In what is believed to be the first court case involving Hepatitis B discrimination in China’s airline industry, charter flight operator, Capital Airlines is being sued for 50,000 yuan for refusing to employ a pilot because he had HBV, the virus which causes Hepatitis B.
The airline denied the charges and the case went trial at the Shunyi District Court, near Beijing’s Capital Airport, on 26 March, the Beijing Morning News (北京晨报) reported.
The 27-year-old plaintiff Fang Ming (pseudonym) applied for a job as a pilot at Capital Airlines in late 2011. After passing his initial aptitude tests, Fang Ming was told to take a medical exam which revealed he was HBV positive. He then received a phone call from Capital Airlines saying that people with HBV could not apply.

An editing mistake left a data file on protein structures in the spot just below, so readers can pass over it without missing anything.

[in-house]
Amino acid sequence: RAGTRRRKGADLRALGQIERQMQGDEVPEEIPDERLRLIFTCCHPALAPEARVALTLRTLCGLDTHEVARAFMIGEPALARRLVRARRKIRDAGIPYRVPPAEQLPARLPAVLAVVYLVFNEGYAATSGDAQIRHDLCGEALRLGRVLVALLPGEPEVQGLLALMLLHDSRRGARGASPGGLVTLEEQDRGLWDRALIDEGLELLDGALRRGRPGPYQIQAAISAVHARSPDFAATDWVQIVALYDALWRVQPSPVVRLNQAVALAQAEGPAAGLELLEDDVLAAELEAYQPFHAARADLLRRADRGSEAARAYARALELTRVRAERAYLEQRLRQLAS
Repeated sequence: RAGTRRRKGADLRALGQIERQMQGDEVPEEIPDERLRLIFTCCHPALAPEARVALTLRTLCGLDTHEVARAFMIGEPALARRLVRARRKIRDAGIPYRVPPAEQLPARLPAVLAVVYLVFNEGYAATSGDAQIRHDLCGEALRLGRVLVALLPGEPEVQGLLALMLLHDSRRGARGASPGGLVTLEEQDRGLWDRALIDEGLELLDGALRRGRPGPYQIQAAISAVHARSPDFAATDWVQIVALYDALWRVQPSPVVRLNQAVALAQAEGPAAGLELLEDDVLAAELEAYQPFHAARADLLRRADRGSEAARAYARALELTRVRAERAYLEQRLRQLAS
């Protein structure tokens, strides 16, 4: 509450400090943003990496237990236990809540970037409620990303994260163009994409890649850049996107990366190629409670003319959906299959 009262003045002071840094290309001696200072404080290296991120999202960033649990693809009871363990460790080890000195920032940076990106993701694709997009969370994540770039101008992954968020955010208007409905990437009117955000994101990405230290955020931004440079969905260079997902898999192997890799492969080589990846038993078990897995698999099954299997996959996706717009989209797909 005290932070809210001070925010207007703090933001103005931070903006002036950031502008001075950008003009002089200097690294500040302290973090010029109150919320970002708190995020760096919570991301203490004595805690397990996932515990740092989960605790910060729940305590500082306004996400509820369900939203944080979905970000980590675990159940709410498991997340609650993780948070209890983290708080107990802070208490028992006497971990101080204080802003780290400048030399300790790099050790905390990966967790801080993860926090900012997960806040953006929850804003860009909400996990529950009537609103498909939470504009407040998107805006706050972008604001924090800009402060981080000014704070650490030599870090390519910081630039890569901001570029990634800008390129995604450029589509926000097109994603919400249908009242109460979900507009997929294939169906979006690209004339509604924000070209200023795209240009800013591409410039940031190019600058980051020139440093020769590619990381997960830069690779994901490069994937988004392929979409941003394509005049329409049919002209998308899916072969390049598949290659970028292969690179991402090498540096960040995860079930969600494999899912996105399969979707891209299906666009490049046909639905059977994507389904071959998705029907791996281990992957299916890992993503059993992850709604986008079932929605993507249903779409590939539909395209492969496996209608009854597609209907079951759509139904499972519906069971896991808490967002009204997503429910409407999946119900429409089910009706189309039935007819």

The company’s lawyer told the Beijing Morning News that the company was acting in accordance with specific Civil Aviation Administration and Health Ministry health guidelines for pilots. The lawyer also claimed that the plaintiff had performed poorly in his written test and interview and this was the reason why he was rejected. But as Fang Ming’s lawyer pointed out, an employer can only request a medical exam after the written test and interview phase of recruitment is completed. In addition, he argued that pilots were not included in the Ministry of Health regulations on HBV, and he also provided tape recordings of telephone conversations with the company personnel to prove discrimination.
A group of supporters gathered outside the court on Tuesday to demand an end to Hepatitis B discrimination in the airline industry, pointing out that the ability of people with HBV to work was no different from that of healthy people and that included the ability of pilots to fly planes.
HBV discrimination is one of the most common forms of discrimination in the workplace in China and is particularly widespread in industries, such as aviation, in which there is a high demand for jobs.